Best Times to Visit:
Theodore Roosevelt National Park is best visited from late spring to early fall when the weather is mild and wildlife is most active. Summer months offer ideal conditions for hiking, wildlife viewing, and scenic drives, although temperatures can be hot during the day. For a quieter experience, consider visiting in the shoulder seasons of spring and fall when crowds are fewer, and temperatures are more moderate.


  • Scenic Drives: Take a leisurely drive through the park's South and North Units, offering panoramic views of the badlands and opportunities for wildlife sightings.
  • Wildlife Viewing: Keep an eye out for bison, wild horses, bighorn sheep, and other wildlife along the park's scenic drives and hiking trails.
  • Oxbow Overlook: Enjoy breathtaking views of the badlands and the Little Missouri River from this scenic overlook in the North Unit.
  • Painted Canyon Overlook: Marvel at the colorful striations of the badlands and keep an eye out for wild horses along the trails at this popular overlook in the South Unit.

Mesa Verde National Park, Colorado

Number of visitors per year: 450,000

Mesa Verde National Park, Colorado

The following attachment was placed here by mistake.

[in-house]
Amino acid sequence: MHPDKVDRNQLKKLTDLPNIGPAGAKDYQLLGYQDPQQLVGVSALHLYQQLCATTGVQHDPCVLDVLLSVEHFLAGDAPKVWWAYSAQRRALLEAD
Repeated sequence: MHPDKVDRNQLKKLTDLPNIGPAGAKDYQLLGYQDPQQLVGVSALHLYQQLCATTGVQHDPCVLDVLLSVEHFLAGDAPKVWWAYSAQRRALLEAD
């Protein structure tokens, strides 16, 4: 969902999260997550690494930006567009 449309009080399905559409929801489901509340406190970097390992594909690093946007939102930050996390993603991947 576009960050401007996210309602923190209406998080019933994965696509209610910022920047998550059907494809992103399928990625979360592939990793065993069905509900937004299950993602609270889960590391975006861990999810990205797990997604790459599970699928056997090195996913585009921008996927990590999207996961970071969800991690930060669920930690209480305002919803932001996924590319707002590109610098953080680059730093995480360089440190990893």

The first national park established in Colorado is Mesa Verde National Park and it truly stands as a testament to the ingenuity and resilience of the Ancestral Pueblo peoples. This national treasure encompasses more than 4,000 known archaeological sites dating back to A.D. 550, including the iconic cliff dwellings that are among the best-preserved sites in the United States.The star attractions of Mesa Verde are undoubtedly the cliff dwellings, which offer visitors a unique glimpse into the daily lives of the ancient inhabitants. These remarkable structures, built between 1190 and 1280, are nestled under the overhanging cliffs of Mesa Verde and range from one-room storage units to villages with over 150 rooms.

Best Times to Visit:
The best time to visit Mesa Verde National Park is during the spring and fall seasons when the weather is mild, and crowds are fewer. Summer months can be crowded, especially around popular sites like the cliff dwellings, so consider visiting early in the day or later in the afternoon to avoid the busiest times. Winter visits offer a unique experience with fewer crowds, but some facilities and tours may be closed or limited due to snow and ice.


  • Cliff Palace: Explore the largest cliff dwelling in North America and marvel at its intricate architecture and cultural significance.
  • Long House: Discover the well-preserved rooms and structures of this expansive cliff dwelling, offering insights into ancient Puebloan life.
  • Balcony House: Embark on an adventurous tour of this cliff dwelling, featuring narrow passages, steep stairs, and stunning views of the surrounding landscape.